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Colombia: Bloggers Fight for Creative Commons Rights

Last week, Colombian Flickr users and bloggers united against a regional newspaper that violated the Attribution Non-commercial No Derivatives (by-nc-nd) Creative Commons license that a user placed on her photographs, a license which has full legal standing in Colombia.

Through a message on Twitter, mariacecita, a photographer from Cali, Colombia, let her friends know that the regional newspaper El País from Cali had copied one of the pictures from her Flickr page and used it on their weekly magazine to illustrate a photography exhibition. Not only did they not cite her as author of the picture, they modified it and printed it on their regional newspapers which is sold for profit, breaking all three of the license's conditions.


Maria Claudia Montano´s flickr picture


Photo used by El País taken by Maria Claudia Montano and used under a Creative Commons license

Mariecita, or Maria Claudia Montano, through her flickr comments, started reporting on the day's events, and a couple of bloggers picked the story up and made sure word spread, and now more than 40 different bloggers and Flickr users, and many more in the comments, have joined to show their support. Patton [es] is one of the bloggers that is thoroughly reporting on this case. In his blog post: On thievery and intellectual property… he mentions other recent cases of theft by mass media, other bloggers and advertisers, and he is also keeping an updated list of blogs and sites who have picked up the story. Carlos Caicedo has also blogged extensively on these events, and filipogs [es] wrote and spread the word by sending emails out to different bloggers so they would pick the story up.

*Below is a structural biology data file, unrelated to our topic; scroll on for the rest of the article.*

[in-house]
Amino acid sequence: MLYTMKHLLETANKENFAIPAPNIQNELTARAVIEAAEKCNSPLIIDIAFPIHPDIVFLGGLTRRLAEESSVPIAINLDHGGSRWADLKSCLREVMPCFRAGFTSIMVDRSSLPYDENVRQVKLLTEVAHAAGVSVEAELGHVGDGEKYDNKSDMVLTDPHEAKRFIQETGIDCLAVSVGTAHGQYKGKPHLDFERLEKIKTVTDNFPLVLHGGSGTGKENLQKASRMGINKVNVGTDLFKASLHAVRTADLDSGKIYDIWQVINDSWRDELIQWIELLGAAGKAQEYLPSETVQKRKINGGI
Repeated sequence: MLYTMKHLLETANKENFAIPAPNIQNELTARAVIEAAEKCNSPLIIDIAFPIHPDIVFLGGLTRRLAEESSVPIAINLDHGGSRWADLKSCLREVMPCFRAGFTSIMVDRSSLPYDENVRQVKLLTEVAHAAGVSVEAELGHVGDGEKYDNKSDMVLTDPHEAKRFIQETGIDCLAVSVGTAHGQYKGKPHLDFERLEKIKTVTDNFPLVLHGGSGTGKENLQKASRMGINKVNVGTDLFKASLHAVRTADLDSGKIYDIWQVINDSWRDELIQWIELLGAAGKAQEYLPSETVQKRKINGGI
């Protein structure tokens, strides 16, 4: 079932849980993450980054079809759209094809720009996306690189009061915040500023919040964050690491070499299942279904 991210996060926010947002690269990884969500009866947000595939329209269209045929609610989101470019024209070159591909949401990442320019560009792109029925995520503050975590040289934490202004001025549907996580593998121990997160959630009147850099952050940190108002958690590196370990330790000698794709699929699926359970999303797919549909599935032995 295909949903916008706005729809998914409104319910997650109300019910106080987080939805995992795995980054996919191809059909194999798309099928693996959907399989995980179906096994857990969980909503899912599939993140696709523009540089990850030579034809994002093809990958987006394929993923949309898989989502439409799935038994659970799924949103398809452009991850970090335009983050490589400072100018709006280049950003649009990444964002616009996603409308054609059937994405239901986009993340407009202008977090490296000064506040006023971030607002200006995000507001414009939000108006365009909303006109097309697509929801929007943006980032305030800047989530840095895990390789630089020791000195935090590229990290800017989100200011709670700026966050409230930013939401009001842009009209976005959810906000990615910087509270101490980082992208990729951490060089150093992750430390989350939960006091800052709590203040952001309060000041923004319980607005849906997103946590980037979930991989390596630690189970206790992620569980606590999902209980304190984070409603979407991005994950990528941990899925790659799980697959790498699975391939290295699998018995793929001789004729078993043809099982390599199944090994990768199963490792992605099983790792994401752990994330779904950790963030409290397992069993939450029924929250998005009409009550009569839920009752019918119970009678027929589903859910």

Mariacecita, the flickr user who got robbed, didn't even get a true apology. Instead, she got excuses. La Rana Berden reports [es]:

De alguna manera los señores de la revista Gente Joven encontraron el Flickr de Mariacecita (fotografa lomo-lover caleña recomendadísima) y decidieron sin el más mínimo asomo de verguenza descargar la imagen y publicarla. Vía twitter me entero de todos estos acontecimientos. Ante los airados reclamos de la autora de la imagen por tan soberano descaro, alguien tan despistado como los editores de la revista argumentaron: “entonces lo mejor seria q las subieras a un sitio donde no se pueden bajar”.

Somehow, the people responsible for Young People Magazine found Mariacecita's Flickr account (highly recommended photographer lomo-lover from Cali) and decided, without the slightest inkling of shame to download the picture and publish it. Through twitter I found out about this. As a response to the author's complaints about such an outrage, the magazine's editors stated: “then you should've posted it to to a site where it couldn't be downloaded”.

Eventually, the El País de Cali newspaper replied in a public letter, stating that they had used the picture to illustrate the exhibition in which Mariacecita would be participating and that they take extra care in respecting author's rights : the ironic detail is that Mariacecita herself states that she is not involved in such exhibition, and in any case it doesn't affect the licence that she has placed on her pictures.